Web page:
Bob Jones University stands for the proposition that every organization exempted under IRC 501(c)(3) must be charitable, in the legal sense, and that racial discrimination is not charitable. The Supreme Court found that racial discrimination violated a "clearly defined," "fundamental," "established," super duper, holy grail type public policy. But we all know that the holding is sui generis, resulting in no real precedential value outside of its factual context. The case has not been relied upon since to revoke or deny exemption. Still, there was enough concern that Congress specifically disclaimed the establishment of a fundamental public policy sufficient to deny tax exemption to religious organizations that refuse to recognize same-sex marriage or perform same-sex marriage ceremonies. Here is a brief PSA discussing (its a free video only if you agree to sit through a 30 second sales pitch -- and BTW, never accept free lodging or meals from a time-share company or you will sit through more than a 30 second commercial):
Tuesday, December 13, 2022
I can't believe how old and fatter I am getting. I was reminded of my age while reading a sports story about Deion Sanders' contract with Jackson State University. The contract is, of course, terminated because Coach Prime has moved up to big time college football, having recently accepted the Head Coaching gig at Colorado. What caught my attention was clause 4(g) of the Jackson State University Contract. I should note, first, that JSU is a 501(c)(3) charity according to Publication 78, Guidestar and Charity Navigator. This is an important preliminary fact because the excess benefit prohibition of IRC 4958 applies only to charities recognized under IRC 501(c)(3). There are many state universities that have not applied for 501(c)(3) recognition and thus are not subject to the excise tax for excess benefit transactions. State colleges and universities are generally exempt under the "intergovernmental tax immunity doctrine" and IRC 115 (gross income does not include income derived from the exercise of any essential governmental function and accruing to a state or political subdivision) and do not need to apply for exemption under 501(c)(3). Some public institutions nevertheless apply, typically to give potential big donors greater assurance that their donations will be deductible (though I hardly see that as necessary but some universities do so anyway just to avoid having to explain to big donors who want to see their beneficiary's name in Publication 78 before writing the check). Anyway, a public university that has applied and received IRC 501(c)(3) recognition, like JSU, becomes an "applicable" organization for purposes of IRC 4958. And while revocation of exempt status for an excess benefit transaction would change little (because the public institution would still be entitled to exemption under IRC 115 and intergovernmental immunity), being an applicable exempt organization subjects disqualified persons and managers to two tiered excise taxes. Thus, Coach Prime and the JSU officials could potentially be hit with excise taxes even if JSU's tax exempt status is safe. Why? Take a look at clause 4(g) of Prime's contract with JSU:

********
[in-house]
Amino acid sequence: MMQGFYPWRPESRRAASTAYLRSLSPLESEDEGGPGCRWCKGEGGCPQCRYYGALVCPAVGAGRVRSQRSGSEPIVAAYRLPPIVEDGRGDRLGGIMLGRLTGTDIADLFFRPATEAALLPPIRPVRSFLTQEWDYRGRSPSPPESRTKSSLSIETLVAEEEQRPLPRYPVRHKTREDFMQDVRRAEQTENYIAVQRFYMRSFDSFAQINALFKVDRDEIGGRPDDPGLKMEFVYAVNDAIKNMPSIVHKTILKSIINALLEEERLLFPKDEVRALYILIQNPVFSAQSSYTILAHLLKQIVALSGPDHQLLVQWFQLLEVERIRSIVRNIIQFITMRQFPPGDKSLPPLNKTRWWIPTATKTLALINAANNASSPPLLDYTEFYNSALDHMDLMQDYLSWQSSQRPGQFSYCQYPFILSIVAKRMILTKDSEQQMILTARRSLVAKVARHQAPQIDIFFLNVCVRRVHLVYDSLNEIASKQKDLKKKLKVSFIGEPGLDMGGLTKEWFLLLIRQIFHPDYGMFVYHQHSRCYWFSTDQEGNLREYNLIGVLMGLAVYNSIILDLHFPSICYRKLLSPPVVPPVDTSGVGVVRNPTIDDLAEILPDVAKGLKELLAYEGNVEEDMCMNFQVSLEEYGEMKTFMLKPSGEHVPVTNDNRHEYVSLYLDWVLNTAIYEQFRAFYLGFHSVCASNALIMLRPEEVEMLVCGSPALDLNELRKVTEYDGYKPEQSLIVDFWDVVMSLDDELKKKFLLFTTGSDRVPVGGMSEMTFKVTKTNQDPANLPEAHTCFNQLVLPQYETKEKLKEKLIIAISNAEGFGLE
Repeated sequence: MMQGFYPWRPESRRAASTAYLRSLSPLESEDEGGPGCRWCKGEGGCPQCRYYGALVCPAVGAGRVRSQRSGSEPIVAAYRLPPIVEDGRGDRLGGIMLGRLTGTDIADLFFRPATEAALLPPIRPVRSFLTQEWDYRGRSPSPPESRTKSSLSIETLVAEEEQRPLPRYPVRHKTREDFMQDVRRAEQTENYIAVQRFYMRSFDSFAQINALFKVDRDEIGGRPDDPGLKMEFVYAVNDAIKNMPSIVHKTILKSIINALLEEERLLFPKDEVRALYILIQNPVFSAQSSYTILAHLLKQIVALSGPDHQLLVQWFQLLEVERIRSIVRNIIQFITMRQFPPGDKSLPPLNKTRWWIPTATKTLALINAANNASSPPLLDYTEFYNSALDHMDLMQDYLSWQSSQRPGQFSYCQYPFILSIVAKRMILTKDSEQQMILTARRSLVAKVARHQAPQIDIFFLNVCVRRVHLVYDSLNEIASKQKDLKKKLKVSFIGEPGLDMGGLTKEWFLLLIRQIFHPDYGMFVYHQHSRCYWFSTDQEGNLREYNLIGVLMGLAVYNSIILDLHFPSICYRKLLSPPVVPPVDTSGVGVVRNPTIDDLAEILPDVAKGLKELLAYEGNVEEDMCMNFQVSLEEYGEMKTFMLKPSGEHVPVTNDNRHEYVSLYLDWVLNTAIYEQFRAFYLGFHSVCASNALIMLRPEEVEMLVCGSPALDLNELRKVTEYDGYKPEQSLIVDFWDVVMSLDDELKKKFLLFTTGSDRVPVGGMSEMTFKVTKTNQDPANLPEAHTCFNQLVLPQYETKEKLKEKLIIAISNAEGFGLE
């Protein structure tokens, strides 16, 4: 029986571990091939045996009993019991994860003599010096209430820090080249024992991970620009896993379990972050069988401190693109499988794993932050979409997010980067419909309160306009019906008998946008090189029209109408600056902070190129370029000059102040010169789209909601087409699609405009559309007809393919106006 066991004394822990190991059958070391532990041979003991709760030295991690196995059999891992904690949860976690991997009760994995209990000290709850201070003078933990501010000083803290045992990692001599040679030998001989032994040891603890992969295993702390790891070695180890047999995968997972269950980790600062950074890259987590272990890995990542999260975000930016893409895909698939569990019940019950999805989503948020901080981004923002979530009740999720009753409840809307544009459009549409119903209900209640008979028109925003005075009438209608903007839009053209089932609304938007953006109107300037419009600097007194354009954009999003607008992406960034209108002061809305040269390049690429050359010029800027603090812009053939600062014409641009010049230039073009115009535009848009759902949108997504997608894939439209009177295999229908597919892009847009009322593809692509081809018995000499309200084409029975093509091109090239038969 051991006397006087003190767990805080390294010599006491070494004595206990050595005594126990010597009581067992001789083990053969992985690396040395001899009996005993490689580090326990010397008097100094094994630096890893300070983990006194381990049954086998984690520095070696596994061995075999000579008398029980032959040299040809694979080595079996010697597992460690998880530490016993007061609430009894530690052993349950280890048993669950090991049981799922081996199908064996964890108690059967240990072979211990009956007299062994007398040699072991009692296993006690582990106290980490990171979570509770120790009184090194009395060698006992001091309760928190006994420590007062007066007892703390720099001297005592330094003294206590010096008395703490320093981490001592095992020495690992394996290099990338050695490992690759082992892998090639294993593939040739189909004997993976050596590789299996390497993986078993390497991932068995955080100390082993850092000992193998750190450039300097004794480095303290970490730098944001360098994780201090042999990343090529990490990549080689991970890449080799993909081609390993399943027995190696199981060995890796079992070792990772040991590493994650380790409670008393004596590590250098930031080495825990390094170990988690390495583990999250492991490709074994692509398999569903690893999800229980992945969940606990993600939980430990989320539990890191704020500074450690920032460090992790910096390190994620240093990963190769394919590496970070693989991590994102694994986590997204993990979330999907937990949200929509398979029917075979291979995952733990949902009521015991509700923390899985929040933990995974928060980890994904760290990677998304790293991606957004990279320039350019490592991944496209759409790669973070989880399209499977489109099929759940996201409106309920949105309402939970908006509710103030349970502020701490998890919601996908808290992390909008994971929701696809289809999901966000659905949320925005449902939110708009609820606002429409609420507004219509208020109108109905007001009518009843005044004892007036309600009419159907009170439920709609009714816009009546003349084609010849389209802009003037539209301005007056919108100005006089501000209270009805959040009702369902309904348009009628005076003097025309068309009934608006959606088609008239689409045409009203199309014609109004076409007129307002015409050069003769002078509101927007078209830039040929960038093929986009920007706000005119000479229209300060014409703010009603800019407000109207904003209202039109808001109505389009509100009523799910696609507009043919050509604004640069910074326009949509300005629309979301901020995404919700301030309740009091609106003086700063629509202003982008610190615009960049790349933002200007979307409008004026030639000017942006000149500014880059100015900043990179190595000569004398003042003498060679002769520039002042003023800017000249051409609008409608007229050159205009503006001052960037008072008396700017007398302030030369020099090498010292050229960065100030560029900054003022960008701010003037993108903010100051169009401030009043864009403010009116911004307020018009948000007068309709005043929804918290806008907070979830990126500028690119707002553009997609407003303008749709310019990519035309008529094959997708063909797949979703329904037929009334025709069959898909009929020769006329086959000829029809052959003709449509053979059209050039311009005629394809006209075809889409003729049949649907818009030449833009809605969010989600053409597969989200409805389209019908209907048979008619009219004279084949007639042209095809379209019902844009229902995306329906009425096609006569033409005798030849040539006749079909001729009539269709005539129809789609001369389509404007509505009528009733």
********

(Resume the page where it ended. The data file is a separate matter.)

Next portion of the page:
Eds Update: Rep. Pascrell on College Coaching Salaries; Grand Canyon University Not a Nonprofit (for DOE purposes)
I previously noted the interest of Representative Bill Pascrell (D-NJ) in salaries paid by colleges to sports coaches, as demonstrated by the letters he sent to several of them. He has now released an official House Ways and Means Committee Subcommittee on Oversight report on this topic, including both the text of his letter and the responses of the nine addressees. In releasing the report, he stated:
Universities’ tax-exempt status is an important pillar of our higher education system, but it is not a blank check from taxpayers to dole out gargantuan coaching contracts with lavish benefits. The committee should consider reforming the excise tax on salaries over one million to apply to all colleges and universities. This would close a loophole that may enable some state universities to avoid the tax. It is also worth exploring whether profitable, multimillion dollar college athletics programs should be subject to the Unrelated Business Income Tax. We must consider whether tax-exempt educational activities and lucrative athletics programs should be treated differently. Certainly we can see that American students and American taxpayers deserve better
The report also includes as an Appendix a four and a-half page memo from the Congressional Research Service providing "Information on the Tax-Exempt Status of Colleges and Universities and Sections 4960 and 4958 of the Internal Revenue Code." It is uncertain whether his yet-to-be-determined Republican successor as Oversight Subcommittee Chair will have any interest in this topic or the proposed reforms.